<?php do_action('rss2_head'); ?>
<?php
//get news_item terms
$custom_terms = get_terms( $cdbtaxonomy);
//get posts
foreach($custom_terms as $custom_term) {
    //echo var_dump($custom_term);
    wp_reset_query();
    $args = array('post_type' => $cdbposttype,
        'tax_query' => array(
            array(
                'taxonomy' =>  $cdbtaxonomy,
                'field' => 'slug',
                'terms' => $custom_term->slug,
            ),
                                
        ),
        //order of posts
        'order' => 'DESC',
        'orderby' => 'modified',
    );
    $loop = new WP_Query($args);

    while($loop->have_posts()) : $loop->the_post();
        if($custom_term->name == $cdbcat){
            ?>
                <item>
                        <title><?php the_title_rss(); ?></title>
                        <link><?php the_permalink_rss(); ?></link>
                        <pubDate><?php echo mysql2date('D, d M Y H:i:s +0000', get_post_time('Y-m-d H:i:s', true), false); ?></pubDate>
                        <dc:creator><?php the_author(); ?></dc:creator>
                        <guid isPermaLink="false"><?php the_guid(); ?></guid>
                        <description><![CDATA[<?php the_excerpt_rss() ?>]]></description>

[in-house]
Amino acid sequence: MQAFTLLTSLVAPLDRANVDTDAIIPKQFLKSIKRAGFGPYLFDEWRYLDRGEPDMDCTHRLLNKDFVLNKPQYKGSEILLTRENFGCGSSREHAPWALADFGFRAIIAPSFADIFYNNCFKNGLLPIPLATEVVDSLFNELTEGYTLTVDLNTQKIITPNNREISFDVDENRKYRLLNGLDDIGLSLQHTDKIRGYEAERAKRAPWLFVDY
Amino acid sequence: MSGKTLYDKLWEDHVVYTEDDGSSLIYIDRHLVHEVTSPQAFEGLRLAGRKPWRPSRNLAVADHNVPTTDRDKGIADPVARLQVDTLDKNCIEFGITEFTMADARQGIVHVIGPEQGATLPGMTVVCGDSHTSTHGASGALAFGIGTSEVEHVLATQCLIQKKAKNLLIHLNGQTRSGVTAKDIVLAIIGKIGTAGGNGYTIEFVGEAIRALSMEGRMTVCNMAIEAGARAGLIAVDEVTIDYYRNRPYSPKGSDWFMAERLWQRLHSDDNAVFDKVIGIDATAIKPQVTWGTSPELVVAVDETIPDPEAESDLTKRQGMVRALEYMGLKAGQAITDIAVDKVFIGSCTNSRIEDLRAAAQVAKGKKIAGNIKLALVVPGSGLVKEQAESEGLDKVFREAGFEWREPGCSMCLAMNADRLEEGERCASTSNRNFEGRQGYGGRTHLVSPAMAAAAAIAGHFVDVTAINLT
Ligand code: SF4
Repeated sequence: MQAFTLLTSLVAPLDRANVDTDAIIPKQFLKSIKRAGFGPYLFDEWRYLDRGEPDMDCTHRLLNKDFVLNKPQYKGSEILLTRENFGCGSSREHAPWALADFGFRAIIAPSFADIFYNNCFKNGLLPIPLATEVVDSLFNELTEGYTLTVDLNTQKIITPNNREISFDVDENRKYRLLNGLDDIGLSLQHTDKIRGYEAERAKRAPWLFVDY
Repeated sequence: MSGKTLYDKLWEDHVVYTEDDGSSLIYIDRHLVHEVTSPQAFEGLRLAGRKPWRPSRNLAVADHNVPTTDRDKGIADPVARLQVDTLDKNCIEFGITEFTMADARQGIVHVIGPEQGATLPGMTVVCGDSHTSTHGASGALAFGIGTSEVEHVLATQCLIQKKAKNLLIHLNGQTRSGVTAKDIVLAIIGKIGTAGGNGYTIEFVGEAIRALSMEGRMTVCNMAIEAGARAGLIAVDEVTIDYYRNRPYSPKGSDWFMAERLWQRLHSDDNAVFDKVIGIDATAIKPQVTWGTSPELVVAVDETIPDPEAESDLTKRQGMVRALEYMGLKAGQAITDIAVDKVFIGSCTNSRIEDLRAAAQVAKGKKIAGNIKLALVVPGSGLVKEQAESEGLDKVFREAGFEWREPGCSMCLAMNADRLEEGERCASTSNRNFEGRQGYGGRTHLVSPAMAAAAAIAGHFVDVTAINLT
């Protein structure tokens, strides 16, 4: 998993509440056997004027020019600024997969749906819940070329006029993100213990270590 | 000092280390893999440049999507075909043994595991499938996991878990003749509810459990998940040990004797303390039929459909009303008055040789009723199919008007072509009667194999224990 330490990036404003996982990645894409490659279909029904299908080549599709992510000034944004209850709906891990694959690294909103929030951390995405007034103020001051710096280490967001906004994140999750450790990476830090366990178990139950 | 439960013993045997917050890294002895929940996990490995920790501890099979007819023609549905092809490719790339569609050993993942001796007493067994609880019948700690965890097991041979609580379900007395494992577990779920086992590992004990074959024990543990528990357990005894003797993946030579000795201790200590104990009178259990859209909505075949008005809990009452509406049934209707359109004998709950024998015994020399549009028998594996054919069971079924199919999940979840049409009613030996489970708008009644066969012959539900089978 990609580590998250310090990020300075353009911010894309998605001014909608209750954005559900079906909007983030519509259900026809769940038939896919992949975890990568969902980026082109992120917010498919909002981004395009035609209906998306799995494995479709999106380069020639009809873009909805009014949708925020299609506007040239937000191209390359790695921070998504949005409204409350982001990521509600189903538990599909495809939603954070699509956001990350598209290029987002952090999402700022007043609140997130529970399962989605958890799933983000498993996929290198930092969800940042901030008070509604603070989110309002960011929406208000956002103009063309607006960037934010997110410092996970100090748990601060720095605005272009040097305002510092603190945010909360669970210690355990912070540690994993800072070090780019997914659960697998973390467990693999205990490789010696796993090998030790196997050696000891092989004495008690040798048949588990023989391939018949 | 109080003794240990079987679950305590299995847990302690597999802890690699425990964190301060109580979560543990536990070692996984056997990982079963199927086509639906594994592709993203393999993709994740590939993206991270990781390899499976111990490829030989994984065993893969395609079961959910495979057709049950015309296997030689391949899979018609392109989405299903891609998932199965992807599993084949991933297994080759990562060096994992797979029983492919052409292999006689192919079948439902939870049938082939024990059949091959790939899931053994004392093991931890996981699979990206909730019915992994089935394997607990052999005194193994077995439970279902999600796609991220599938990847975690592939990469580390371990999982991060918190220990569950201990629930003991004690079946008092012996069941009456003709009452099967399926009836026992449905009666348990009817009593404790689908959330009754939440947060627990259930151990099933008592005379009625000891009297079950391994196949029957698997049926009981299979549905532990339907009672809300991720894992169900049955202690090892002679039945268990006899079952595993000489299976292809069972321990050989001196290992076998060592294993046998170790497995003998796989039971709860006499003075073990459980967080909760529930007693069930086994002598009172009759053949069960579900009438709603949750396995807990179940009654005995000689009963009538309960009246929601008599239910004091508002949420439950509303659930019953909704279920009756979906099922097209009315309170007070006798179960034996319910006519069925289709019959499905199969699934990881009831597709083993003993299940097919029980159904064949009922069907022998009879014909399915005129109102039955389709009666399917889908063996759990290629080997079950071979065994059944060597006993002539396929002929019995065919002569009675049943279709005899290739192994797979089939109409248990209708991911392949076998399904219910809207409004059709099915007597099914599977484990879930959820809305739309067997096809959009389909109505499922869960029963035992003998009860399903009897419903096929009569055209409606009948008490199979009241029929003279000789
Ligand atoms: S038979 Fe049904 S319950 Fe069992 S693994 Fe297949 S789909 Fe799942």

<content:encoded><![CDATA[<?php the_excerpt_rss() ?>]]></content:encoded>
                        <?php rss_enclosure(); ?>
                        <?php do_action('rss2_item'); ?>
                </item>
        <?php
        }
    endwhile;
}
?>
</channel>
</rss>

Branding SharePoint using Application Customizers

I’ve been a SharePoint designer now for over 10 years. By designer, I mean changing the look and feel of SharePoint. Not just adding simple themes, but making SharePoint, “not look like SharePoint”.

It’s a common request for companies and schools to have an intranet or communication portal which reflects their brand and identity. Although Microsoft have come along in leaps and bounds in this area with out-of-the-box options, it’s still a common requirement for some deeper unique branding.